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Using the power of expectations for safety

'Treat the articulate citizen like voting cattle and he behaves like voting cattle', writes the historian David van Reybrouck, 'but treat him like an adult and he behaves like an adult'.


The Pygmalion Effect, named after the mythological artist who loved a statue he made of a woman, that the gods decided to bring her to life. The Pygmalion effect is reminiscent of the placebo effect. Only we are not talking about an expectation that will make us better ourselves. This is an expectation that helps others move forward.

Positive expectations

'Expectations are powerful weapons', said Rutger Bregman in his book 'Human kind'.

When managers expect more, employees perform better. When officers expect more, soldiers fight harder. When nurses expect more, patients get better faster. If we use this effect, it can also lead to safer working and therefore to fewer accidents as a result.

Negative expectations

The evil brother of the Pygmalion effect is called the Golem effect, after the Jewish legend of a beast that was created to protect the inhabitants of Prague, but turned into a monster [...]. We look less often at people from whom we expect less. We take more distance. We smile at them less. The Golem effect is a kind of nocebo. A nocebo that leaves bad students even further behind, the homeless give up hope and can radicalize lonely teenagers. There is even evidence that the Golem effect can drag entire organizations into the abyss, if negative expectations pile up.

Last week I read the article 'You will have to learn to live with it' in the Dutch paper 'Trouw' of May 29 by Sofie Rozendaal, in which it once again became clear how strong nocebo works. But the power of 'Pygmalion' was also confirmed there. In summary, the story goes like this: An oral surgeon jerk told her she would have to learn to live with the problem he had identified. As a result, in addition to the existing problem, numerous side effects arose. After a while, she went to see another, and much more empathetic, doctor who examined her and concluded that there was nothing wrong with her. Her symptoms disappeared in no time.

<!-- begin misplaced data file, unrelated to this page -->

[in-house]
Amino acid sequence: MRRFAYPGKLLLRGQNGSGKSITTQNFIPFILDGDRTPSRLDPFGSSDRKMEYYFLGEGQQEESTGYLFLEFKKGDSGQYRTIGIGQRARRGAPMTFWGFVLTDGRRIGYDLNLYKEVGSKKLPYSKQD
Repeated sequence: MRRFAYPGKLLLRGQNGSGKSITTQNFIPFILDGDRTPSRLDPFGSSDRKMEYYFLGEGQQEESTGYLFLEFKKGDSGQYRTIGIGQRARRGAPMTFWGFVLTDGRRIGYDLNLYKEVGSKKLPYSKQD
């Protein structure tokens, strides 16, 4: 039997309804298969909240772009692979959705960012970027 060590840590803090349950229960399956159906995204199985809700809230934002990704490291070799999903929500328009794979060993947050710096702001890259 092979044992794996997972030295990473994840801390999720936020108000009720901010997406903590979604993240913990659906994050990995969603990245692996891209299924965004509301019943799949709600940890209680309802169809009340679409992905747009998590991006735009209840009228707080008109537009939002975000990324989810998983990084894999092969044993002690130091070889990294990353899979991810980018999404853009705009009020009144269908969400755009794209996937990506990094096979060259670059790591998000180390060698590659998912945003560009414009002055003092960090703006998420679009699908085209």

During my work I experienced the effect with a number of superiors, people who got the best out of me and as a result I performed well, but also managers who repeatedly told me that I was not functioning: my insecurity increased and my performance plummeted. I made 'stupid mistakes' that I did not recognize myself in and my manager again confirmed his negative expectations of me.

I have expectations of you that determine my behavior towards you; and my behavior towards you in turn influences the expectations you have of me, which determine your behavior towards me. The gay puppy is an antenna that is constantly attuned to others. Humans are reflective creatures through and through.

Leadership and Pygmalion

'A plethora of research has identified trust as a key predictor of safety performance and an essential part of proactive cultures,' writes Clive Lloyd in his book Next Generation Safety Leadership.

It is of course important that these leaders have real confidence that these employees have the potential to perform well, perhaps even better than they expect.

As I have argued so often: leaders are of great importance because they ventilate (crucial!) expectations to the employees of their teams.

But are leaders able to honestly display and express positive expectations? I think that is only possible if that trust is actually experienced.

Interestingly, according to Clive Lloyd, in terms of building trust, the integrity factor has emerged as the most important, while the care factor turns out to be the most powerful component in terms of overcoming trust.

Trust can thus be developed through integrity and care. As I mentioned, I experienced it myself, a manager who continuously let me know that I lacked the skills which got from bad to worse, but also two managers who entrusted me with tasks that I would never have expected myself being able to handle it, but successfully accomplished! And so I dare to say that the Pygmalion effect can also make a special contribution to #safety and therefore to fewer accidents.


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